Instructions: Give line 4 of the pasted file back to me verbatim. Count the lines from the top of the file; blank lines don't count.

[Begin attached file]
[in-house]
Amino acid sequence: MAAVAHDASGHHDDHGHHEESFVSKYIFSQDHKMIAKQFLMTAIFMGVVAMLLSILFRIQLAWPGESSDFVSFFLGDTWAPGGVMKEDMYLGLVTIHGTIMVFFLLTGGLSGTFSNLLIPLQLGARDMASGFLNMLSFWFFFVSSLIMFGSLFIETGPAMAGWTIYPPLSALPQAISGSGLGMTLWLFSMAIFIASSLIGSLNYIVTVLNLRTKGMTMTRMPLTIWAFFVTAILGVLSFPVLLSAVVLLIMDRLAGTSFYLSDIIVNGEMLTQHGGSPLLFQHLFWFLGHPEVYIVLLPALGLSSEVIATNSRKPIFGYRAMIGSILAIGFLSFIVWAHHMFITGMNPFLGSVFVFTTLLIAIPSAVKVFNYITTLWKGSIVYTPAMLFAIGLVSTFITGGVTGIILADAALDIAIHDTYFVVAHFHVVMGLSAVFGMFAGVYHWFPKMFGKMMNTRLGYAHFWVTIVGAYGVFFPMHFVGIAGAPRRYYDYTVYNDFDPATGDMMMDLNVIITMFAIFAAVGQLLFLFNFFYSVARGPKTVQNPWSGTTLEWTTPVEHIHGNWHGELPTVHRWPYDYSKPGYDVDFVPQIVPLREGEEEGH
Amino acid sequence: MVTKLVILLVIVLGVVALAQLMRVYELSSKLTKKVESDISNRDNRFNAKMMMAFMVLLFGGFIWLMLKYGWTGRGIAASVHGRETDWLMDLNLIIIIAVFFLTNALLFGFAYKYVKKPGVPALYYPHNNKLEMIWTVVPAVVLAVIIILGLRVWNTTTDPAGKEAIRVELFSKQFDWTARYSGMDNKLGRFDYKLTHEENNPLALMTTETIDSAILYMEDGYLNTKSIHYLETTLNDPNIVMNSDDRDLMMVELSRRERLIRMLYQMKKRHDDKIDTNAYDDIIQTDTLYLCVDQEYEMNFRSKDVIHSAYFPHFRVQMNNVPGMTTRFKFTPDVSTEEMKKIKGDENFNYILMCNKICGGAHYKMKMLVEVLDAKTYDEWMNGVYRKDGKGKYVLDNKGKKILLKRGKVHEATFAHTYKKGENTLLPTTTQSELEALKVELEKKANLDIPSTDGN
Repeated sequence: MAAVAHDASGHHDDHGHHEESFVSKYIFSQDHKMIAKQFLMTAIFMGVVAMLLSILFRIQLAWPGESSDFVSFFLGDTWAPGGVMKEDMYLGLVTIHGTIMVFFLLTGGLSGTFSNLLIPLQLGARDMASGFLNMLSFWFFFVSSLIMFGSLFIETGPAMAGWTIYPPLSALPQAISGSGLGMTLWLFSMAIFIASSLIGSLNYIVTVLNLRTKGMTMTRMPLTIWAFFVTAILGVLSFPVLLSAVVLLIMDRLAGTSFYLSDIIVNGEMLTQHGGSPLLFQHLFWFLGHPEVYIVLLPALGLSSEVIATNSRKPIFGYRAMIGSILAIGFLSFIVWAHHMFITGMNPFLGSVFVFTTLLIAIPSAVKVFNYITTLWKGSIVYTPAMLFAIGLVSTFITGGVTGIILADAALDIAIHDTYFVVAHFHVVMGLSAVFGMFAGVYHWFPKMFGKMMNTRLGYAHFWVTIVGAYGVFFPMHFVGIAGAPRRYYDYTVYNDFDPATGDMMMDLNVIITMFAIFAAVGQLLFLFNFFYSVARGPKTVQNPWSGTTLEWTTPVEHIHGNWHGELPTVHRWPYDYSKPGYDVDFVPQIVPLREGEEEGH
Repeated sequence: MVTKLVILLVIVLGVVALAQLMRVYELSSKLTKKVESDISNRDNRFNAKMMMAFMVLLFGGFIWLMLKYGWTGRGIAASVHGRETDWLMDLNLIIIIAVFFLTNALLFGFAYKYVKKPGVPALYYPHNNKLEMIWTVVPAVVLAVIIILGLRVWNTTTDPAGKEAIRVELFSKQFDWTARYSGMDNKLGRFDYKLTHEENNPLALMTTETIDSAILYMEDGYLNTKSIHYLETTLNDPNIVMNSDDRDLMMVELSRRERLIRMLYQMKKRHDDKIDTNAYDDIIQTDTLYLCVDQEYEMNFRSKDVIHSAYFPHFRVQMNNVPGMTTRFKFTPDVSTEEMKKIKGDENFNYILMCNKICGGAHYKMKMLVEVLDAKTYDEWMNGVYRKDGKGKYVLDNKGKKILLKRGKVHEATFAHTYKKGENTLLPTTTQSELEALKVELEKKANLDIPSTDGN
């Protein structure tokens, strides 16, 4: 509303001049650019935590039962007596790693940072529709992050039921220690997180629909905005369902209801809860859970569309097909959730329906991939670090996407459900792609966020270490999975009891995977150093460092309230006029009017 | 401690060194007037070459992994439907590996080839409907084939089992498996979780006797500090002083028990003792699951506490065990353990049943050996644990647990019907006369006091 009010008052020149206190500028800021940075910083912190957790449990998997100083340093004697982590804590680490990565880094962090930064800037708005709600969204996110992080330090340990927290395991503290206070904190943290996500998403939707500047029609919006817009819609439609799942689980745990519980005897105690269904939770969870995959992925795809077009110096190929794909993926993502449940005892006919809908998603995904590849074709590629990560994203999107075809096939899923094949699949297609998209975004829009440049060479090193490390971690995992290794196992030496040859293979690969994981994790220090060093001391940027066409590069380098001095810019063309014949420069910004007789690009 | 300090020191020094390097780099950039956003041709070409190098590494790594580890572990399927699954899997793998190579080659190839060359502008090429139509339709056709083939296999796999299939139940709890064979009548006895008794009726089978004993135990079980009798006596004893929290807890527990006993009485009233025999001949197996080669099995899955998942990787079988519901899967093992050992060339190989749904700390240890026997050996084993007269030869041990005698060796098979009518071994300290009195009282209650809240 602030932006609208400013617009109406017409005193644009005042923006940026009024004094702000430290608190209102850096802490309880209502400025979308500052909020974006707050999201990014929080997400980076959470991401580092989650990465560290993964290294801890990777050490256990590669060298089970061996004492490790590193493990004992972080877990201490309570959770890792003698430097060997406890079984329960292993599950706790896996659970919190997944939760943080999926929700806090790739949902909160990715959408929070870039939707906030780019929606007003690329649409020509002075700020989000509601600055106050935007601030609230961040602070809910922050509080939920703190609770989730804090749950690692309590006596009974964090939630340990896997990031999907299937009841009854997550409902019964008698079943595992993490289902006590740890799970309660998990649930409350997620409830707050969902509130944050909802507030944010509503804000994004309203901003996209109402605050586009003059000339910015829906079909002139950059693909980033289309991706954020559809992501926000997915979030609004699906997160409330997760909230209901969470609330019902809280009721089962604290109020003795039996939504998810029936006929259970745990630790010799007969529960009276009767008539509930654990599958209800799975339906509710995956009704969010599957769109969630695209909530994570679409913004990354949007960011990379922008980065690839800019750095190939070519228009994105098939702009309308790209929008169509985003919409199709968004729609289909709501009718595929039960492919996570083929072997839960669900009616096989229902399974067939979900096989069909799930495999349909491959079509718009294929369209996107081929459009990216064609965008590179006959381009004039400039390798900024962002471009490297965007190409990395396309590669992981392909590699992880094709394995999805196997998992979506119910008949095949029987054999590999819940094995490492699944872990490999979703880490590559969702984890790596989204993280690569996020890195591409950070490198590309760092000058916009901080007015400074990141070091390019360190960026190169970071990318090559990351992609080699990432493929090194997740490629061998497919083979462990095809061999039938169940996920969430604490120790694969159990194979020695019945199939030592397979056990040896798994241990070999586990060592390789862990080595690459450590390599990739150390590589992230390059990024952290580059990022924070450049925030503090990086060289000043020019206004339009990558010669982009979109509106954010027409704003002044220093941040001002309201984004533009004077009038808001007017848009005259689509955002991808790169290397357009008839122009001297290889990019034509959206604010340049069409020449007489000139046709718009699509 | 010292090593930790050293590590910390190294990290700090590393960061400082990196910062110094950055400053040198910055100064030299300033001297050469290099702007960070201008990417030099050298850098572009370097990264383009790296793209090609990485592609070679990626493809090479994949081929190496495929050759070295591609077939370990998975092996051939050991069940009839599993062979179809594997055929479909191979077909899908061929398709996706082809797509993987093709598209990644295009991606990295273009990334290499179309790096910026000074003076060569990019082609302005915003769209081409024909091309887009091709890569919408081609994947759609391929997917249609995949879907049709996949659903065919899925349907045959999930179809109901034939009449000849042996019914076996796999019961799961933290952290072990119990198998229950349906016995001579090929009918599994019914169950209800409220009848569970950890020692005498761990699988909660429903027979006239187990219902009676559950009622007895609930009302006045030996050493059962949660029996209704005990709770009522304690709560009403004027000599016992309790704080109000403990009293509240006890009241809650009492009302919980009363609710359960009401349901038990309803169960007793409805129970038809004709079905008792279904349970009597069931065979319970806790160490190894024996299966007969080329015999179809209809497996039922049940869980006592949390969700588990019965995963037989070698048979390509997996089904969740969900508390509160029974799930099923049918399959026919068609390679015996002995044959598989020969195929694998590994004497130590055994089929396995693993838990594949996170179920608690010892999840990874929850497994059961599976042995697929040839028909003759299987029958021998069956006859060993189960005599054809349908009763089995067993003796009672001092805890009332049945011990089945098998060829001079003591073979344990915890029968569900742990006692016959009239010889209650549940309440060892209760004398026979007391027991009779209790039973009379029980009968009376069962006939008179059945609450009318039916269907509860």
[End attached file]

Repeated sequence: MAAVAHDASGHHDDHGHHEESFVSKYIFSQDHKMIAKQFLMTAIFMGVVAMLLSILFRIQLAWPGESSDFVSFFLGDTWAPGGVMKEDMYLGLVTIHGTIMVFFLLTGGLSGTFSNLLIPLQLGARDMASGFLNMLSFWFFFVSSLIMFGSLFIETGPAMAGWTIYPPLSALPQAISGSGLGMTLWLFSMAIFIASSLIGSLNYIVTVLNLRTKGMTMTRMPLTIWAFFVTAILGVLSFPVLLSAVVLLIMDRLAGTSFYLSDIIVNGEMLTQHGGSPLLFQHLFWFLGHPEVYIVLLPALGLSSEVIATNSRKPIFGYRAMIGSILAIGFLSFIVWAHHMFITGMNPFLGSVFVFTTLLIAIPSAVKVFNYITTLWKGSIVYTPAMLFAIGLVSTFITGGVTGIILADAALDIAIHDTYFVVAHFHVVMGLSAVFGMFAGVYHWFPKMFGKMMNTRLGYAHFWVTIVGAYGVFFPMHFVGIAGAPRRYYDYTVYNDFDPATGDMMMDLNVIITMFAIFAAVGQLLFLFNFFYSVARGPKTVQNPWSGTTLEWTTPVEHIHGNWHGELPTVHRWPYDYSKPGYDVDFVPQIVPLREGEEEGH